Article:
Women's Suffrage in America: An Eyewitness History

Women's Suffrage in America: An Eyewitness History

Women's Suffrage in America: An Eyewitness History

Women's Suffrage in America: An Eyewitness History

Synopsis

Summary: Chronicles the struggle of American women for the right to vote, from 1800 to their victory in 1920. Includes quotations from contemporary witnesses through memoirs, letters, and other documents of the period.

Excerpt

Throughout the 19th century the question, "What do women want?" was asked in the press and from the pulpit. A look back to the Revolutionary era might have suggested an answer. War brought women new responsibilities; with men away, women managed the households, businesses and estates. After the war, men took away these powers but not women's confidence in their abilities or their dreams of equality. Despite their hard work, women's contributions to the conflict and to the new nation itself were not recognized in either legislation or practice. Unlike slaves or Native Americans, women were not even mentioned in the Constitution.

The early 19th century again cast women in a variety of new roles. Once more women assumed new duties but suffered a loss in status. These years saw the highest rate of urbanization in American history as women and men moved to the cities and began producing goods for sale as well as for use at home. In 1787, having earned $150 from the sale of farm products, a farmer in New England wrote: ". . . I never spent more than ten dollars a year which was for salt, nails, and the like. Nothing to eat, drink, or wear was bought, as my farm provided all." Yet from 1825 to 1855 home production of goods dropped sharply. During these years fewer and fewer women made cloth, candles, bread, butter, medicine or soap for family use; instead, they bought them. As women changed from home-based producers to consumers, their status declined. As Harriet Robinson, factory worker and feminist, put it, "the law took no cognizance of woman as a money- spender. She was a ward, an appendage, a relict."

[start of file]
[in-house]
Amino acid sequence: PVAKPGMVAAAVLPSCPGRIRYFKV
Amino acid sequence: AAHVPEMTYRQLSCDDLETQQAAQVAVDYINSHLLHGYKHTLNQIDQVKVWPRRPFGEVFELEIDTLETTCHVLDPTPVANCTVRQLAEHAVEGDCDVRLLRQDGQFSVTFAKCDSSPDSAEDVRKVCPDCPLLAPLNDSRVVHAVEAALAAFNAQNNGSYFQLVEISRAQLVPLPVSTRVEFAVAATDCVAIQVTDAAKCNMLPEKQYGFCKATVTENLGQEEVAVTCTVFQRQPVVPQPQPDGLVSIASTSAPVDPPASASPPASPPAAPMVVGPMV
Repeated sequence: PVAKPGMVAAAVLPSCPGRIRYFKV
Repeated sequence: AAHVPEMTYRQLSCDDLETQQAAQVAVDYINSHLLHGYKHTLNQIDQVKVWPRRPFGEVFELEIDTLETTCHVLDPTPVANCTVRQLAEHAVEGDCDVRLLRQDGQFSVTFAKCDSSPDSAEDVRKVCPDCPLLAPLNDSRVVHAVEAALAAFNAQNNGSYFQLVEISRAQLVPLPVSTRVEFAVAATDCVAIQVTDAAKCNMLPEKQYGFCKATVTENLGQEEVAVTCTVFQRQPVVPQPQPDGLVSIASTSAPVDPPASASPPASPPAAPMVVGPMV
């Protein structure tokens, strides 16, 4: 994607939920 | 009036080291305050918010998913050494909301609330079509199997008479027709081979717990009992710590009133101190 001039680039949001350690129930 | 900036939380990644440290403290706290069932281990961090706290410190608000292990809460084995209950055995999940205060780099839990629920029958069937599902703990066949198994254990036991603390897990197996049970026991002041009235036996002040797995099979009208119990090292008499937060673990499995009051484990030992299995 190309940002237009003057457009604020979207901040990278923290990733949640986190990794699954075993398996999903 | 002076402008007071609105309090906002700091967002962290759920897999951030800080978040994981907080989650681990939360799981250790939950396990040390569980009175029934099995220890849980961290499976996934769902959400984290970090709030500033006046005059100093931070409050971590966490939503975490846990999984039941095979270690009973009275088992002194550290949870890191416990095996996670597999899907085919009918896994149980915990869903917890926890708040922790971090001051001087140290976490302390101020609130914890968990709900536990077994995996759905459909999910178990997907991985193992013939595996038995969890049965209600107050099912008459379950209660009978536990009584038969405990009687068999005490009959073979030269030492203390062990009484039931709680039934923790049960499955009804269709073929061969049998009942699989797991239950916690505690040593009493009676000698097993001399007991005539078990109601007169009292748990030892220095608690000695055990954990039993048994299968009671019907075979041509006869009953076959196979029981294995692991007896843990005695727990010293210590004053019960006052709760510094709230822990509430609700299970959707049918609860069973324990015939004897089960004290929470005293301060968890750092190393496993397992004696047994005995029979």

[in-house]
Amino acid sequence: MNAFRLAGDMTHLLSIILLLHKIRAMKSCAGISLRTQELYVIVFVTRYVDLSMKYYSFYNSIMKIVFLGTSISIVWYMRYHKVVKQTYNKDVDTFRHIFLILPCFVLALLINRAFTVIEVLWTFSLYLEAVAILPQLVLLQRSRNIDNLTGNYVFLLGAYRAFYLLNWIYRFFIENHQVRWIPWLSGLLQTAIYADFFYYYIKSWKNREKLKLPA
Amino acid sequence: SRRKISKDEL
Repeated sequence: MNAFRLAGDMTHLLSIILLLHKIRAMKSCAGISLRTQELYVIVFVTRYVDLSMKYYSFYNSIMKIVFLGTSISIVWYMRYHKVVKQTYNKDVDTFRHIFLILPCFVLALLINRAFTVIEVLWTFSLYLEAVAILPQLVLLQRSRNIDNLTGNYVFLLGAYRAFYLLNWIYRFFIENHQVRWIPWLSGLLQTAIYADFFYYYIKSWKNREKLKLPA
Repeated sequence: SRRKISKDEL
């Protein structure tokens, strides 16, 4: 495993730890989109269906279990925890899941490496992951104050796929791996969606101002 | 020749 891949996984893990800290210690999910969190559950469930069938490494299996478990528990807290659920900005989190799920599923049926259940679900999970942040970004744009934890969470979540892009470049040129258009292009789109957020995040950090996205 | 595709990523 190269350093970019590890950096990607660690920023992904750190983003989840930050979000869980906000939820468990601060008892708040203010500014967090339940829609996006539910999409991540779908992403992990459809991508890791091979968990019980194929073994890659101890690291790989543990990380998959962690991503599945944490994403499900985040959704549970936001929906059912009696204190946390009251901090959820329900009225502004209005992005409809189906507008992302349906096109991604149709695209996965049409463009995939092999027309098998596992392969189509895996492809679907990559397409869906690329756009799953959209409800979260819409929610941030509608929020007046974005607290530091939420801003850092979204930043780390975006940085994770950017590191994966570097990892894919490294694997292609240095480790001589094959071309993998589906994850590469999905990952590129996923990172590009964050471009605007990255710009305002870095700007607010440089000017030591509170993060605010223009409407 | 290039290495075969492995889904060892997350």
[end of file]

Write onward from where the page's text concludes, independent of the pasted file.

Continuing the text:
Despite the greater numbers of women in the labor market, the legal, religious and educational restrictions under which they lived kept them in a subservient position. Under common law, a single woman, called femme sole (or feme sole), had the legal rights of a man save the right to sit on a jury and vote. Having no man to "protect" her, it was thought she needed these rights. But once she married, she became femme coverte (or feme covert), "veiled" or "overshadowed" by her married self. Her rights were covered by her husband. As English common law put it, "When a small brooke or little river incorporateth with . . .

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